What types of patients can benefit from functional dry needling?
Injured muscles and tendons can develop “bands” of thickened (scar) tissue that inhibit proper contraction and performance. These thickened bands or trigger points can cause localized pain, referred pain, muscle inhibition, and/or hypersensitivity.
Dry Needling these trigger points resets the biochemical properties and releases them so that proper muscle contraction can occur. Essentially, trigger points are areas of pain where you may have had an injury, stressed or strained muscle, or a recurrent injury from your daily activities or sports. These stressed bands of muscles are creating pain with movement, to touch, or even referral pain. For example, a few common areas of pain treated with dry needling is Tennis Elbow, Sciatica, Neck/Should Pain and Piriformis syndrome. I see many more, but these are common areas.
Is functional dry needling the same thing as acupuncture?
The only similarity between Dry Needling and Acupuncture is the type of needle used. Dr. Baker will examine and assess your neuromuscular system in office prior to deciding if Dry Needling will be successful. The actual needle insertion points are based on assessment and knowledge of neuroanatomy to neutralize hyper-irritable areas within the muscle. The goal of dry needling is to decrease your pain and restore function. It is relaxing and therapeutic procedure of osteopathic treatment, and is suitable for conditions such as back and neck pain, sporting injuries, and discomfort caused by poor posture.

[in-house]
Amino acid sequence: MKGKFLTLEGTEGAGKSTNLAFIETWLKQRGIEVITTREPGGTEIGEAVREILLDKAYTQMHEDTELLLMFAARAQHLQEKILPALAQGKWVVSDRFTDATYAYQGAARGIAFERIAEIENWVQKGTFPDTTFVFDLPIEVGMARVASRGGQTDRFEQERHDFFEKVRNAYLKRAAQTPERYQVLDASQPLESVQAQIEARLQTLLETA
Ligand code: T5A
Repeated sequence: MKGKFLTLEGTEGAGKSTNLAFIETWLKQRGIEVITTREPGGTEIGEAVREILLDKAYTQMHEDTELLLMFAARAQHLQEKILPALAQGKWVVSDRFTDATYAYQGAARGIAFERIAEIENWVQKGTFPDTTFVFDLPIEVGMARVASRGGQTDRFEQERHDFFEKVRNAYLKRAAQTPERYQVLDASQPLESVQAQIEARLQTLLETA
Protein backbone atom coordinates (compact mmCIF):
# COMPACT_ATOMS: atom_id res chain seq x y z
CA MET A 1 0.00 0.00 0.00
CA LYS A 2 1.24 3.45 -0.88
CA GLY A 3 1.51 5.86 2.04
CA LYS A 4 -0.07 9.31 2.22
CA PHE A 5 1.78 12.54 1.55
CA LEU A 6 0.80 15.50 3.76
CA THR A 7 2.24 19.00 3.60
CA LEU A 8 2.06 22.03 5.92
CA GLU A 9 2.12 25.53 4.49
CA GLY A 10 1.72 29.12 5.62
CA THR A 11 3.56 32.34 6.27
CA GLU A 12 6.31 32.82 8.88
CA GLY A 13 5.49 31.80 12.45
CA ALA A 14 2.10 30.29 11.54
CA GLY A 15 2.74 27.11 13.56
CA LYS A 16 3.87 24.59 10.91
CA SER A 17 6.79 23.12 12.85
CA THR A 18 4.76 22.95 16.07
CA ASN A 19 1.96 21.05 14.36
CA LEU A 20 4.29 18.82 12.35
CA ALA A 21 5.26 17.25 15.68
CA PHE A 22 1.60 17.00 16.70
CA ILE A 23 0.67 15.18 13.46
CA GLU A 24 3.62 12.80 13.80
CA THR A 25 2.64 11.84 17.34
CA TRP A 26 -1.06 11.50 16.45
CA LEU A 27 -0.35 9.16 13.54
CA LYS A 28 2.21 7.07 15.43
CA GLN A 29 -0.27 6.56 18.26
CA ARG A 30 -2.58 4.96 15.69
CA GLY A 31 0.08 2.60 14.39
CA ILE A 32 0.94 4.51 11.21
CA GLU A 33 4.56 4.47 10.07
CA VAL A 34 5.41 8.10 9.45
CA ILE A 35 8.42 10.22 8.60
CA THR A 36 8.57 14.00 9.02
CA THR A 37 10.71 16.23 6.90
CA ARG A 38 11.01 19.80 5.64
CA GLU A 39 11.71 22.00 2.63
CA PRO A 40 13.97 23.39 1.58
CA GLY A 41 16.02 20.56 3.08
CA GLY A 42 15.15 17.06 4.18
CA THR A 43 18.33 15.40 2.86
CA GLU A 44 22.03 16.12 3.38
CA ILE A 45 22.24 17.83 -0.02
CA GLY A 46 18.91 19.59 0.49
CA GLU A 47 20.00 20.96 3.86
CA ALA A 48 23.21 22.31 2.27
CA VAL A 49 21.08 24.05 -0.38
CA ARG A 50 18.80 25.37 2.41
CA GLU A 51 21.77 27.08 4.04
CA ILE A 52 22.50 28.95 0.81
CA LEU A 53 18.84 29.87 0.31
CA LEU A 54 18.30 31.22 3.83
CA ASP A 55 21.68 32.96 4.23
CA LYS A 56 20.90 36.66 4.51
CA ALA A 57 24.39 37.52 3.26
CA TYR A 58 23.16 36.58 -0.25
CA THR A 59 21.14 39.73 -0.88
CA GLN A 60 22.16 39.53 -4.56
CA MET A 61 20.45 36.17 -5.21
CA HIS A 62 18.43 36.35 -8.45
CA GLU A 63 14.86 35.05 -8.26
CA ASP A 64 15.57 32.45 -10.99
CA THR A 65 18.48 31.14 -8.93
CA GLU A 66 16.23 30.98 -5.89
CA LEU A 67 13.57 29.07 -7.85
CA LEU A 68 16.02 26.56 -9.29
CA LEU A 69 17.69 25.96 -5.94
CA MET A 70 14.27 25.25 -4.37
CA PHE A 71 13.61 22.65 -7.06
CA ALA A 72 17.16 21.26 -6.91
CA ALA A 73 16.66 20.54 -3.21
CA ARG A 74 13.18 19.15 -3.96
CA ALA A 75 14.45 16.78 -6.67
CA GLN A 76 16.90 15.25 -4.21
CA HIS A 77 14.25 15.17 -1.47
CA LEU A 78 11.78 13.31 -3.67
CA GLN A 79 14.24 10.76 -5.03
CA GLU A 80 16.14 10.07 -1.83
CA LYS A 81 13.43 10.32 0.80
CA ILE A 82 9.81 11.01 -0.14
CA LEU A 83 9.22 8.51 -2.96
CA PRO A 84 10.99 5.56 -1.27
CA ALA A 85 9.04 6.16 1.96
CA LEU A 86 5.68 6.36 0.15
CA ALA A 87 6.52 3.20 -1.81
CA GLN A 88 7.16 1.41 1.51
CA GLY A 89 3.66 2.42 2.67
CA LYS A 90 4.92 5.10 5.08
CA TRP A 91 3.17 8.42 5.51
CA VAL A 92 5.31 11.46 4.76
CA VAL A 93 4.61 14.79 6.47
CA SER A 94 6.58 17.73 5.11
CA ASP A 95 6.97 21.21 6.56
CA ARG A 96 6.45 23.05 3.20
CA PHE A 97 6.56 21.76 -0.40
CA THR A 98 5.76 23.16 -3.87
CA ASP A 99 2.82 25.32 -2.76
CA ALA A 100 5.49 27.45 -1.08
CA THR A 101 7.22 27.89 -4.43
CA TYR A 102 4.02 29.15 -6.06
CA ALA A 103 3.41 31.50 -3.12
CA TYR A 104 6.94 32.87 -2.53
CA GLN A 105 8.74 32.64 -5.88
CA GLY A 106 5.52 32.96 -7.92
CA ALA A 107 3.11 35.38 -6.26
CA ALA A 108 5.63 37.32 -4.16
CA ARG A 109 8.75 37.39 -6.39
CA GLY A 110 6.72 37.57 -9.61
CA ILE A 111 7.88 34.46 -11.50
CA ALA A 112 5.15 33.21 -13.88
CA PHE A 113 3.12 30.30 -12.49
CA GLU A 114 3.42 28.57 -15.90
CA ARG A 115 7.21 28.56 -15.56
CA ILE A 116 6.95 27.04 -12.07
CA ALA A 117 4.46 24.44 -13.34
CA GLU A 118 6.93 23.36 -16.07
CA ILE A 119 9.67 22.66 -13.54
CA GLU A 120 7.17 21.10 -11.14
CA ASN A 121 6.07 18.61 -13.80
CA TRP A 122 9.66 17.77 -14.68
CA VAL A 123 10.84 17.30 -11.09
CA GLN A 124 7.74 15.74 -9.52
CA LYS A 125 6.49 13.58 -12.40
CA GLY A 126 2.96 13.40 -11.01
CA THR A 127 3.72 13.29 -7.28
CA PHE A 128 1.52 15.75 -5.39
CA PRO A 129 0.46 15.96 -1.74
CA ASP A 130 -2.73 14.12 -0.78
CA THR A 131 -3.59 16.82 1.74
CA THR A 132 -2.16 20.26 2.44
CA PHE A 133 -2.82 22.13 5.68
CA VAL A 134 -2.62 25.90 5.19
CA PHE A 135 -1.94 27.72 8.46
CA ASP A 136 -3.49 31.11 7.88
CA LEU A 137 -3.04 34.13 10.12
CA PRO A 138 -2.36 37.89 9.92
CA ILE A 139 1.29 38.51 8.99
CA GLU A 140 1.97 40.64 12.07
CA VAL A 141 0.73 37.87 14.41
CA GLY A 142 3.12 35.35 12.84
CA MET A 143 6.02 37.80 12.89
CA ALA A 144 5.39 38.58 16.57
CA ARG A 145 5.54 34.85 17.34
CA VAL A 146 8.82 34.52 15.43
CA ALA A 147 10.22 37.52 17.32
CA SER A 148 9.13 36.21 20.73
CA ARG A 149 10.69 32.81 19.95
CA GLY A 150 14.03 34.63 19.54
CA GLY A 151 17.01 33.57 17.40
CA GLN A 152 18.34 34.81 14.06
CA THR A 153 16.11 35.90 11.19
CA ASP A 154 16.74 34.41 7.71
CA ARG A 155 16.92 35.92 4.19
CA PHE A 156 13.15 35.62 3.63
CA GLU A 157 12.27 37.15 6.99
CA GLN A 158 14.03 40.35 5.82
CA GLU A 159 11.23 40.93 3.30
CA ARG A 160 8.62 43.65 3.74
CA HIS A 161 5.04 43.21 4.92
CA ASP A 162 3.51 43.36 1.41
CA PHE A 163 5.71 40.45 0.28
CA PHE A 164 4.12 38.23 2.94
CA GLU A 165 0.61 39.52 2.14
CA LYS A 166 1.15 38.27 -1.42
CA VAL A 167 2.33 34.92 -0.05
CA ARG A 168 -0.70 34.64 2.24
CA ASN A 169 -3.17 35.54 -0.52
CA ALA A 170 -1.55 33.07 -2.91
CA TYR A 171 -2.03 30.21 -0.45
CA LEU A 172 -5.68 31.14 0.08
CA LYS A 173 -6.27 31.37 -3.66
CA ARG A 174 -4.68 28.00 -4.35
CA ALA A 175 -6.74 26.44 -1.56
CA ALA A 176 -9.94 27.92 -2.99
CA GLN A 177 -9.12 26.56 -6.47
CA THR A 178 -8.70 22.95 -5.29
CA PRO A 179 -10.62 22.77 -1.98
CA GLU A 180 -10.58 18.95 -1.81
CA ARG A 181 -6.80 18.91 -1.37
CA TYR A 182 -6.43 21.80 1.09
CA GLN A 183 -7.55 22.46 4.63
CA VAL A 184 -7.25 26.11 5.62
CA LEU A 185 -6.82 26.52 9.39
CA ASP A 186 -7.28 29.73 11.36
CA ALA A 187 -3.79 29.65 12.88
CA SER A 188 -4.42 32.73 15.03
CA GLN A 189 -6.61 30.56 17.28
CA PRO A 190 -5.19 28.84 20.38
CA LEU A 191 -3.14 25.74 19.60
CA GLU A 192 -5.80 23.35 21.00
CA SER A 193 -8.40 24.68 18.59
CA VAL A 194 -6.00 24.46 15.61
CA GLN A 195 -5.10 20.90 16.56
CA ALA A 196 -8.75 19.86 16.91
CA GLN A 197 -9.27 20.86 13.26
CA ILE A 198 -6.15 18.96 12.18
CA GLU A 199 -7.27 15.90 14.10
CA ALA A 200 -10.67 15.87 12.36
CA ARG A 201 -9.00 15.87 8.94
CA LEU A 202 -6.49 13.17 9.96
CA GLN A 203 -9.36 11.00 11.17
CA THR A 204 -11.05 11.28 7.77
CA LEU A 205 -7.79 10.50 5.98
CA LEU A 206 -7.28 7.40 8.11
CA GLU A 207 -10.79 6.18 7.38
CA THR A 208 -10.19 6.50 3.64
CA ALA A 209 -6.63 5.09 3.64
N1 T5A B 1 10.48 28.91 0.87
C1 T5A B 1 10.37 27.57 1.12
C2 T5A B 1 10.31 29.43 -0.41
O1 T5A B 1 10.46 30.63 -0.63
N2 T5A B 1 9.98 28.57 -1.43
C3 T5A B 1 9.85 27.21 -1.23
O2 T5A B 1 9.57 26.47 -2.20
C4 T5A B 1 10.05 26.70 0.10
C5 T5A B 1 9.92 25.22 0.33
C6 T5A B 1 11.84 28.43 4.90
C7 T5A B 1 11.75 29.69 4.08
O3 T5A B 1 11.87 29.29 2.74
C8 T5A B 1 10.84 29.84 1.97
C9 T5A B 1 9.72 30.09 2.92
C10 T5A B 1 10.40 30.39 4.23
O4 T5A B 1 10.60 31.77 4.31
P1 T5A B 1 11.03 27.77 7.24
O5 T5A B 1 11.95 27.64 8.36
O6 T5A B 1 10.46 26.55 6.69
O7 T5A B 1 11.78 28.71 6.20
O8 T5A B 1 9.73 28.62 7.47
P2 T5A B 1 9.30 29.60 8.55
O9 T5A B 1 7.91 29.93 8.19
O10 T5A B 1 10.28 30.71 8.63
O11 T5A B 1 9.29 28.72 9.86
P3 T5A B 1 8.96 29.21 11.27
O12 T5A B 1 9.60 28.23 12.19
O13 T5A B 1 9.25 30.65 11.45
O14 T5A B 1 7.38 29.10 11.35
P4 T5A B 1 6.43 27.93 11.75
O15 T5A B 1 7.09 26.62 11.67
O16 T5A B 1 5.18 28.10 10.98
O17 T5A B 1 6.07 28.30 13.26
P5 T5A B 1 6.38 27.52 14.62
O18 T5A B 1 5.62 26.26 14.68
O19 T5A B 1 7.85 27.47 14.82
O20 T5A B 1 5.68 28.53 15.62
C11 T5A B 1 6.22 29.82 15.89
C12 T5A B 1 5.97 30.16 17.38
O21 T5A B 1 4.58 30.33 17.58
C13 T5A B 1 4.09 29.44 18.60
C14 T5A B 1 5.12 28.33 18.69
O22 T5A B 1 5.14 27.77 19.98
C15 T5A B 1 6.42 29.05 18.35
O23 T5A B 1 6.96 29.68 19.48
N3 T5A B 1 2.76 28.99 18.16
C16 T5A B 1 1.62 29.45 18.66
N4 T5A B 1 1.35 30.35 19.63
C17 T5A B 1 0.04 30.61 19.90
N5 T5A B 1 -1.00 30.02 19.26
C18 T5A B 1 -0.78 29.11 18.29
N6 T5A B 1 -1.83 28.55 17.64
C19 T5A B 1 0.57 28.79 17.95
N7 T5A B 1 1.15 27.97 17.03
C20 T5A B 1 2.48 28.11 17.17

What can a person expect to feel after a session of dry needling?
Some individuals do not actually feel the needle at all during the technique. If an active trigger point is treated, there may be a twitching sensation, a shooting sensation that mimics the actual pain referral pattern, a deep dull ache, or a slight sting or mild cramping sensation. Most people are surprised that the technique is really quite comfortable or at least very tolerable.
Afterwards, there may be an immediate reduction in pain symptoms, or a little muscle soreness that subsides with resumption of normal activity. We actually encourage our patients to immediately resume their normal activities to reduce the chance of soreness. The main thing we look for is an improvement in mobility, flexibility, and strength.
At Balanced Body, Dr. Baker wears gloves and appropriate personal protective equipment (PPE) when dry needling, consistent with Standard Precautions, Guide to Infection Prevention for Outpatient Settings, and OSHA standards. The sterile needles are disposed of in a medical sharps collector.